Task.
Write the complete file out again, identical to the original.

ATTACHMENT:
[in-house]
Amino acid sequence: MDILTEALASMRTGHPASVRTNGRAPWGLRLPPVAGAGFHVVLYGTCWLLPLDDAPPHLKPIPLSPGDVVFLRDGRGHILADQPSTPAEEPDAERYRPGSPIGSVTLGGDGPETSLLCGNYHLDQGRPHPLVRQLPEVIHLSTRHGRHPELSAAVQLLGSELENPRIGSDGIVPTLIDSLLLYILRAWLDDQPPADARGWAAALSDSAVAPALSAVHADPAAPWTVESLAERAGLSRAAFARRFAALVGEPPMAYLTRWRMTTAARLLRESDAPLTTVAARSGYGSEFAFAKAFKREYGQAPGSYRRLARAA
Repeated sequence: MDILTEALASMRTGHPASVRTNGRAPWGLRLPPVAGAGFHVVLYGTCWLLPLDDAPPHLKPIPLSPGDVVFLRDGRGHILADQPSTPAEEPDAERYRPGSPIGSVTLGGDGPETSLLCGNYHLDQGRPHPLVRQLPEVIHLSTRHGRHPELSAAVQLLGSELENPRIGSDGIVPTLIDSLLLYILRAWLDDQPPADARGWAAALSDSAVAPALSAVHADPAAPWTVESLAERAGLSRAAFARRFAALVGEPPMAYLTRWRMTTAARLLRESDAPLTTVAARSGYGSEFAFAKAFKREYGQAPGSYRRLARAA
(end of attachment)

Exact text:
[in-house]
Amino acid sequence: MDILTEALASMRTGHPASVRTNGRAPWGLRLPPVAGAGFHVVLYGTCWLLPLDDAPPHLKPIPLSPGDVVFLRDGRGHILADQPSTPAEEPDAERYRPGSPIGSVTLGGDGPETSLLCGNYHLDQGRPHPLVRQLPEVIHLSTRHGRHPELSAAVQLLGSELENPRIGSDGIVPTLIDSLLLYILRAWLDDQPPADARGWAAALSDSAVAPALSAVHADPAAPWTVESLAERAGLSRAAFARRFAALVGEPPMAYLTRWRMTTAARLLRESDAPLTTVAARSGYGSEFAFAKAFKREYGQAPGSYRRLARAA
Repeated sequence: MDILTEALASMRTGHPASVRTNGRAPWGLRLPPVAGAGFHVVLYGTCWLLPLDDAPPHLKPIPLSPGDVVFLRDGRGHILADQPSTPAEEPDAERYRPGSPIGSVTLGGDGPETSLLCGNYHLDQGRPHPLVRQLPEVIHLSTRHGRHPELSAAVQLLGSELENPRIGSDGIVPTLIDSLLLYILRAWLDDQPPADARGWAAALSDSAVAPALSAVHADPAAPWTVESLAERAGLSRAAFARRFAALVGEPPMAYLTRWRMTTAARLLRESDAPLTTVAARSGYGSEFAFAKAFKREYGQAPGSYRRLARAA